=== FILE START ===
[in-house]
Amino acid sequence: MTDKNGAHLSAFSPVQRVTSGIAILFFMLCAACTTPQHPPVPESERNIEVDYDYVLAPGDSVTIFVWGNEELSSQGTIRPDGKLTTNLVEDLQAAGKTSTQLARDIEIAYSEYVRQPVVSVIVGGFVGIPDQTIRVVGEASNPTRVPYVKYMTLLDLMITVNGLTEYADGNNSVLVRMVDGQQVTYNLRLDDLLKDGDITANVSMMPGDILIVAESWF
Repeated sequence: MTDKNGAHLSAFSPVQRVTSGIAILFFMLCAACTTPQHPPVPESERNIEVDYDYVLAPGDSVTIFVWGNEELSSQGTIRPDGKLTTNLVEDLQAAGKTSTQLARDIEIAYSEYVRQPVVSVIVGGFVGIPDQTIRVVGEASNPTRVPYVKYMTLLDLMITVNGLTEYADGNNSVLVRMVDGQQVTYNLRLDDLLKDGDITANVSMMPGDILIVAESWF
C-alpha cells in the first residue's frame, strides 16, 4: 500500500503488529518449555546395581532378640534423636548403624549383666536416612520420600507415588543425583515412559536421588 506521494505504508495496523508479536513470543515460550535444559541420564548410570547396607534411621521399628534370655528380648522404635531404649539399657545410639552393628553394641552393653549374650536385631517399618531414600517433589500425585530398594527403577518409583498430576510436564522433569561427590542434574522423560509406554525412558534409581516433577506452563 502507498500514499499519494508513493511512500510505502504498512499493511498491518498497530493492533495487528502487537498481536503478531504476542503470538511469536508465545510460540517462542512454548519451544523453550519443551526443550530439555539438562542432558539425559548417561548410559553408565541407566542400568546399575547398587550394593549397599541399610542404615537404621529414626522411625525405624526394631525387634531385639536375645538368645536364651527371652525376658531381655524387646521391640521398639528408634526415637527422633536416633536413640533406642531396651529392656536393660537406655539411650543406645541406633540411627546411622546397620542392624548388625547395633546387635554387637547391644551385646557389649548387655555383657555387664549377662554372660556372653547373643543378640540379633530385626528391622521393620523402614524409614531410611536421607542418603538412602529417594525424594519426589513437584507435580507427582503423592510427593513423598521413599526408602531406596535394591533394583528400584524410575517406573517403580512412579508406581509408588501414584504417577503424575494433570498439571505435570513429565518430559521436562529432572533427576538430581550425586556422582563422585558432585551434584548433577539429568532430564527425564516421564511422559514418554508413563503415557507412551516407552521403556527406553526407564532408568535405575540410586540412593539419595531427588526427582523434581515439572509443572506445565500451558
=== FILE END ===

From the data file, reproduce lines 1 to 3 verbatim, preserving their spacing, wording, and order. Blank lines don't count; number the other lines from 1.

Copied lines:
[in-house]
Amino acid sequence: MTDKNGAHLSAFSPVQRVTSGIAILFFMLCAACTTPQHPPVPESERNIEVDYDYVLAPGDSVTIFVWGNEELSSQGTIRPDGKLTTNLVEDLQAAGKTSTQLARDIEIAYSEYVRQPVVSVIVGGFVGIPDQTIRVVGEASNPTRVPYVKYMTLLDLMITVNGLTEYADGNNSVLVRMVDGQQVTYNLRLDDLLKDGDITANVSMMPGDILIVAESWF
Repeated sequence: MTDKNGAHLSAFSPVQRVTSGIAILFFMLCAACTTPQHPPVPESERNIEVDYDYVLAPGDSVTIFVWGNEELSSQGTIRPDGKLTTNLVEDLQAAGKTSTQLARDIEIAYSEYVRQPVVSVIVGGFVGIPDQTIRVVGEASNPTRVPYVKYMTLLDLMITVNGLTEYADGNNSVLVRMVDGQQVTYNLRLDDLLKDGDITANVSMMPGDILIVAESWF